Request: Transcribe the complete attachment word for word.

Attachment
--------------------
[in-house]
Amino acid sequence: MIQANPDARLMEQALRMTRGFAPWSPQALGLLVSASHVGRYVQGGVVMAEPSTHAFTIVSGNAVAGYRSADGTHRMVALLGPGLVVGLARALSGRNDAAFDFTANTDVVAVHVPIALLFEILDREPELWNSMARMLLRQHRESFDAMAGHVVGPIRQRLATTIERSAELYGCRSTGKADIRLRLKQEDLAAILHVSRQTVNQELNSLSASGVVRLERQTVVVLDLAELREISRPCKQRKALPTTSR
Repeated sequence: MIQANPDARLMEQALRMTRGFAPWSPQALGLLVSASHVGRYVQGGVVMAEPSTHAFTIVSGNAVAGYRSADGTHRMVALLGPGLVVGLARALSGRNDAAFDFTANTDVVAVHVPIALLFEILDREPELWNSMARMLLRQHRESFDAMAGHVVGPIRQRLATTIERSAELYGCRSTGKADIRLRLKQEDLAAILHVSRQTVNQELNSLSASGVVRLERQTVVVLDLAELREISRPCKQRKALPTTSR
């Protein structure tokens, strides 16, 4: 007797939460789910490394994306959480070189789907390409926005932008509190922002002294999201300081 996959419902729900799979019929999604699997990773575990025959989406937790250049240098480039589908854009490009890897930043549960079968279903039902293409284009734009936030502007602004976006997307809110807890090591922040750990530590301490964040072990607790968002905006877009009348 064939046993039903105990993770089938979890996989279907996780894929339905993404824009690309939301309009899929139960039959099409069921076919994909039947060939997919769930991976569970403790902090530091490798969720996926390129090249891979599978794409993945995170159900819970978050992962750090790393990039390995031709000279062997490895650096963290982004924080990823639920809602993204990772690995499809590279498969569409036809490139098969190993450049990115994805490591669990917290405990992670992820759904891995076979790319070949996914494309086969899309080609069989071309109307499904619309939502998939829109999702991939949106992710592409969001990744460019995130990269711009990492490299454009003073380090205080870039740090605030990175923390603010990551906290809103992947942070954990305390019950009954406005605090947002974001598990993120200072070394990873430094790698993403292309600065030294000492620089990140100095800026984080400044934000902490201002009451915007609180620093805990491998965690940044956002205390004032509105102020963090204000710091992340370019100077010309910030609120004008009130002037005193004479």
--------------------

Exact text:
[in-house]
Amino acid sequence: MIQANPDARLMEQALRMTRGFAPWSPQALGLLVSASHVGRYVQGGVVMAEPSTHAFTIVSGNAVAGYRSADGTHRMVALLGPGLVVGLARALSGRNDAAFDFTANTDVVAVHVPIALLFEILDREPELWNSMARMLLRQHRESFDAMAGHVVGPIRQRLATTIERSAELYGCRSTGKADIRLRLKQEDLAAILHVSRQTVNQELNSLSASGVVRLERQTVVVLDLAELREISRPCKQRKALPTTSR
Repeated sequence: MIQANPDARLMEQALRMTRGFAPWSPQALGLLVSASHVGRYVQGGVVMAEPSTHAFTIVSGNAVAGYRSADGTHRMVALLGPGLVVGLARALSGRNDAAFDFTANTDVVAVHVPIALLFEILDREPELWNSMARMLLRQHRESFDAMAGHVVGPIRQRLATTIERSAELYGCRSTGKADIRLRLKQEDLAAILHVSRQTVNQELNSLSASGVVRLERQTVVVLDLAELREISRPCKQRKALPTTSR
């Protein structure tokens, strides 16, 4: 007797939460789910490394994306959480070189789907390409926005932008509190922002002294999201300081 996959419902729900799979019929999604699997990773575990025959989406937790250049240098480039589908854009490009890897930043549960079968279903039902293409284009734009936030502007602004976006997307809110807890090591922040750990530590301490964040072990607790968002905006877009009348 064939046993039903105990993770089938979890996989279907996780894929339905993404824009690309939301309009899929139960039959099409069921076919994909039947060939997919769930991976569970403790902090530091490798969720996926390129090249891979599978794409993945995170159900819970978050992962750090790393990039390995031709000279062997490895650096963290982004924080990823639920809602993204990772690995499809590279498969569409036809490139098969190993450049990115994805490591669990917290405990992670992820759904891995076979790319070949996914494309086969899309080609069989071309109307499904619309939502998939829109999702991939949106992710592409969001990744460019995130990269711009990492490299454009003073380090205080870039740090605030990175923390603010990551906290809103992947942070954990305390019950009954406005605090947002974001598990993120200072070394990873430094790698993403292309600065030294000492620089990140100095800026984080400044934000902490201002009451915007609180620093805990491998965690940044956002205390004032509105102020963090204000710091992340370019100077010309910030609120004008009130002037005193004479």